**Paper: ****Mathematical
analysis of the entrapment of solid spherical particles in non-conformal
contacts.**

**Author:
George K.
Nikas **

**Published
in: **Transactions of the American Society of Mechanical
Engineers (ASME), Journal of Tribology, 2001, 123(1), 83-93

**Abstract**

The process of entrapment of small spherical particles in both lubricated and dry, line and point contacts, is mathematically analysed and a criterion is postulated in order to evaluate the possibility of entrapment. The analysis is generalized for non-conformal contacts, operating under mixed rolling-sliding conditions with emphasis given to elastohydrodynamic contacts. This study aims to provide the methods, suitable for easy computer programming, to evaluate the risks of surface damage from small debris particles in machine element applications and to make the selection of proper filtration more confined.

**Some
figures from this work**

A couple of examples from
this paper are shown below. Figure 1 shows the x-components of the
various forces (mechanical __and__ fluid forces) acting on a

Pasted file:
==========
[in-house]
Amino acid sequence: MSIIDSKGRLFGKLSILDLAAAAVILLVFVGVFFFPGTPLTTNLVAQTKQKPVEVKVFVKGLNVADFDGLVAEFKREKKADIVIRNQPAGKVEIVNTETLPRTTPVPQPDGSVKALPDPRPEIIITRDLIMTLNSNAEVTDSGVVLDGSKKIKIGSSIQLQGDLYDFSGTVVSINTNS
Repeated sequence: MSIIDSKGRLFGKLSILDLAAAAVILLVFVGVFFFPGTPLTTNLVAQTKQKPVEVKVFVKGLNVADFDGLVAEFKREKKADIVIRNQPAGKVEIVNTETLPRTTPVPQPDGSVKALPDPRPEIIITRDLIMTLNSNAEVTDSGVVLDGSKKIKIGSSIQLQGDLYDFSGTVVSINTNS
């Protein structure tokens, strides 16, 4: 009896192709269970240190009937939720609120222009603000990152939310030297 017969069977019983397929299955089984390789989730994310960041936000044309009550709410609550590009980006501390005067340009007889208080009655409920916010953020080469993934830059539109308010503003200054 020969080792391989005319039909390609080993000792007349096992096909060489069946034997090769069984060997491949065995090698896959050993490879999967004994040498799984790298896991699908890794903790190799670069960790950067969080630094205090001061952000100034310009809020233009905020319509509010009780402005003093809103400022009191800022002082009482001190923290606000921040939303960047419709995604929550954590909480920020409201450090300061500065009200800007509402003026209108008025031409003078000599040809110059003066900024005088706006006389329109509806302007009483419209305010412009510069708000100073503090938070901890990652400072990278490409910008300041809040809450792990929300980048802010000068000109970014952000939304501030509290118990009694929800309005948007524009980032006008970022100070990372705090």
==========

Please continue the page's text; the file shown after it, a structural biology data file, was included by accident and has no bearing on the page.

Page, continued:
spherical particle at the entrance of a typical elastohydrodynamic line
contact (central film thickness = 0.7 microns) as the particle barely
touches the counterfaces of the contact. The figure shows how these
forces vary with the particle diameter and reveals the maximum particle
diameter for entrapment: if a particle has a diameter greater than that
critical value, it will be rejected from that particular contact. The
critical diameter is calculated by checking the sign of the x-resultant
force on the particle: at the point where this resultant force becomes
negative (see Fig. 1), the particle has reached its maximum possible
size for entrapment.

**Fig. 1.** *x*-components of forces on a particle (line contact).

Figure 2 below is the adaptation of Fig. 1 for point
contacts and shows
a contour map of the film thickness in a typical point contact. On the
same map, the “line of entrapment” is drawn. This line gives the
maximum particle diameter for entrapment. It is found that this line
is almost straight, inclined at about 45°
to axes *x* and *y* and that this behaviour is typical for
similar cases. In this example, it gives a maximum particle
diameter for entrapment purposes between 80 and 170 microns, depending
on the position where a particle comes in contact with the counterfaces.

**Fig. 2.** Contour map of film thickness in a point
contact and